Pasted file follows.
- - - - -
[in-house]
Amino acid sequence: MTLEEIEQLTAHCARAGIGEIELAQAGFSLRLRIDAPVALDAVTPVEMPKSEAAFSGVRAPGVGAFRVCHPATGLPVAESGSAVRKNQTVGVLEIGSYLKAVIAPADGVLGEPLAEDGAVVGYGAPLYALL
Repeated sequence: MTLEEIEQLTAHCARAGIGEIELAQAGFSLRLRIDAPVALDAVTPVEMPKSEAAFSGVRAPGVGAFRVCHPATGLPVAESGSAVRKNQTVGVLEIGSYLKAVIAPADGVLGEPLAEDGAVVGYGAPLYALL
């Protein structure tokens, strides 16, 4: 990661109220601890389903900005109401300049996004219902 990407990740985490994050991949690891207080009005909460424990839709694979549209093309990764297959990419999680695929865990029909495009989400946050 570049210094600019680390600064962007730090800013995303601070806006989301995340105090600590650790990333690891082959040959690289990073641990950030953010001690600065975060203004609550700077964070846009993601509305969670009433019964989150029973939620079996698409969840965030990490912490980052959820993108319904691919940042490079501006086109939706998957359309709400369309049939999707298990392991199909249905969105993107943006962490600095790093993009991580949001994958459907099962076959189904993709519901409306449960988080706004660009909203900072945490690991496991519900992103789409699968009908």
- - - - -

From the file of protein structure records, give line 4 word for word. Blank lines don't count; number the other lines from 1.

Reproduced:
């Protein structure tokens, strides 16, 4: 990661109220601890389903900005109401300049996004219902 990407990740985490994050991949690891207080009005909460424990839709694979549209093309990764297959990419999680695929865990029909495009989400946050 570049210094600019680390600064962007730090800013995303601070806006989301995340105090600590650790990333690891082959040959690289990073641990950030953010001690600065975060203004609550700077964070846009993601509305969670009433019964989150029973939620079996698409969840965030990490912490980052959820993108319904691919940042490079501006086109939706998957359309709400369309049939999707298990392991199909249905969105993107943006962490600095790093993009991580949001994958459907099962076959189904993709519901409306449960988080706004660009909203900072945490690991496991519900992103789409699968009908």